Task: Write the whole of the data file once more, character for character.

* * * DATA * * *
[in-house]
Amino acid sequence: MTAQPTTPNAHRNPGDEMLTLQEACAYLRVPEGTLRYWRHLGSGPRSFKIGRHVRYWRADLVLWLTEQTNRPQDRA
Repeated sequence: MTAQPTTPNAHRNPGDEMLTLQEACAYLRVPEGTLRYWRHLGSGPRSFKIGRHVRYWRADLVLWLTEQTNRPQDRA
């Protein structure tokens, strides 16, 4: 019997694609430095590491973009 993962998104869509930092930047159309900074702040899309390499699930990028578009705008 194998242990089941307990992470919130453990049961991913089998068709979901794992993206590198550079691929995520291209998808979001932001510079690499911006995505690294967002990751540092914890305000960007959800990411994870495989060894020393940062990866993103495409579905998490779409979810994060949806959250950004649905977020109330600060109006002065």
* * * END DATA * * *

[in-house]
Amino acid sequence: MTAQPTTPNAHRNPGDEMLTLQEACAYLRVPEGTLRYWRHLGSGPRSFKIGRHVRYWRADLVLWLTEQTNRPQDRA
Repeated sequence: MTAQPTTPNAHRNPGDEMLTLQEACAYLRVPEGTLRYWRHLGSGPRSFKIGRHVRYWRADLVLWLTEQTNRPQDRA
């Protein structure tokens, strides 16, 4: 019997694609430095590491973009 993962998104869509930092930047159309900074702040899309390499699930990028578009705008 194998242990089941307990992470919130453990049961991913089998068709979901794992993206590198550079691929995520291209998808979001932001510079690499911006995505690294967002990751540092914890305000960007959800990411994870495989060894020393940062990866993103495409579905998490779409979810994060949806959250950004649905977020109330600060109006002065």